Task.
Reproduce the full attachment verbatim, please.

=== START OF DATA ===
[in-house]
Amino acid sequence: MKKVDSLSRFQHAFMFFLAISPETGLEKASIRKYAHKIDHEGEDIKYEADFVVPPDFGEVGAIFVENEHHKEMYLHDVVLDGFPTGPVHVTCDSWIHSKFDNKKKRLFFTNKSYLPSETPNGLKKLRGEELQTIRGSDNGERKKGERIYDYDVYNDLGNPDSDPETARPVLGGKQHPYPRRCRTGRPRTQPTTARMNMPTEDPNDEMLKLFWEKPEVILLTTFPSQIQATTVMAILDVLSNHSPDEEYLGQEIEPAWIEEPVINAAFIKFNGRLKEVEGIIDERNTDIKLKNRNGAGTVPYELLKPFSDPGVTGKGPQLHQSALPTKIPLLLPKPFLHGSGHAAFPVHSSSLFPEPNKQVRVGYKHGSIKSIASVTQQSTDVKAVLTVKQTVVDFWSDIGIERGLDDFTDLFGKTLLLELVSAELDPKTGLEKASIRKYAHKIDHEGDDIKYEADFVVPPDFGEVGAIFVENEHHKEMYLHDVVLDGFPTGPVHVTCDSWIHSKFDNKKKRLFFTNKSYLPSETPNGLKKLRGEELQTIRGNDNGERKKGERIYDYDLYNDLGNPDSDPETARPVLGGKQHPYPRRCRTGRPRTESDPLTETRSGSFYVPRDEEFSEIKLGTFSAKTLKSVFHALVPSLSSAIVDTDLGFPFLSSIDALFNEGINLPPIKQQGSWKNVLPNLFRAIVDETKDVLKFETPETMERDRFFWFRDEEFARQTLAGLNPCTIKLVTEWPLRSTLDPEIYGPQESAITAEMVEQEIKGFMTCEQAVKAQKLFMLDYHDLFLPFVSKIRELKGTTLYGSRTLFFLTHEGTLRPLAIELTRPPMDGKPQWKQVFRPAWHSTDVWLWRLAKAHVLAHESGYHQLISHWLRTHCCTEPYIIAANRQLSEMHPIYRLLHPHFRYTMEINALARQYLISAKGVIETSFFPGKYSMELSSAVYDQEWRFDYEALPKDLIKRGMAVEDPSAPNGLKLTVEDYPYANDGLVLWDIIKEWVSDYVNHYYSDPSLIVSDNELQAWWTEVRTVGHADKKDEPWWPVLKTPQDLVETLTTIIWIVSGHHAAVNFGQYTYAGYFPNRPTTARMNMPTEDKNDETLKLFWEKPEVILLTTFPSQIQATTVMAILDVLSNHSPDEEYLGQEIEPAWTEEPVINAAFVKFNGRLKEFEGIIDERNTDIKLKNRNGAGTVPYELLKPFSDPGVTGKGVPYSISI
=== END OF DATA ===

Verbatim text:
[in-house]
Amino acid sequence: MKKVDSLSRFQHAFMFFLAISPETGLEKASIRKYAHKIDHEGEDIKYEADFVVPPDFGEVGAIFVENEHHKEMYLHDVVLDGFPTGPVHVTCDSWIHSKFDNKKKRLFFTNKSYLPSETPNGLKKLRGEELQTIRGSDNGERKKGERIYDYDVYNDLGNPDSDPETARPVLGGKQHPYPRRCRTGRPRTQPTTARMNMPTEDPNDEMLKLFWEKPEVILLTTFPSQIQATTVMAILDVLSNHSPDEEYLGQEIEPAWIEEPVINAAFIKFNGRLKEVEGIIDERNTDIKLKNRNGAGTVPYELLKPFSDPGVTGKGPQLHQSALPTKIPLLLPKPFLHGSGHAAFPVHSSSLFPEPNKQVRVGYKHGSIKSIASVTQQSTDVKAVLTVKQTVVDFWSDIGIERGLDDFTDLFGKTLLLELVSAELDPKTGLEKASIRKYAHKIDHEGDDIKYEADFVVPPDFGEVGAIFVENEHHKEMYLHDVVLDGFPTGPVHVTCDSWIHSKFDNKKKRLFFTNKSYLPSETPNGLKKLRGEELQTIRGNDNGERKKGERIYDYDLYNDLGNPDSDPETARPVLGGKQHPYPRRCRTGRPRTESDPLTETRSGSFYVPRDEEFSEIKLGTFSAKTLKSVFHALVPSLSSAIVDTDLGFPFLSSIDALFNEGINLPPIKQQGSWKNVLPNLFRAIVDETKDVLKFETPETMERDRFFWFRDEEFARQTLAGLNPCTIKLVTEWPLRSTLDPEIYGPQESAITAEMVEQEIKGFMTCEQAVKAQKLFMLDYHDLFLPFVSKIRELKGTTLYGSRTLFFLTHEGTLRPLAIELTRPPMDGKPQWKQVFRPAWHSTDVWLWRLAKAHVLAHESGYHQLISHWLRTHCCTEPYIIAANRQLSEMHPIYRLLHPHFRYTMEINALARQYLISAKGVIETSFFPGKYSMELSSAVYDQEWRFDYEALPKDLIKRGMAVEDPSAPNGLKLTVEDYPYANDGLVLWDIIKEWVSDYVNHYYSDPSLIVSDNELQAWWTEVRTVGHADKKDEPWWPVLKTPQDLVETLTTIIWIVSGHHAAVNFGQYTYAGYFPNRPTTARMNMPTEDKNDETLKLFWEKPEVILLTTFPSQIQATTVMAILDVLSNHSPDEEYLGQEIEPAWTEEPVINAAFVKFNGRLKEFEGIIDERNTDIKLKNRNGAGTVPYELLKPFSDPGVTGKGVPYSISI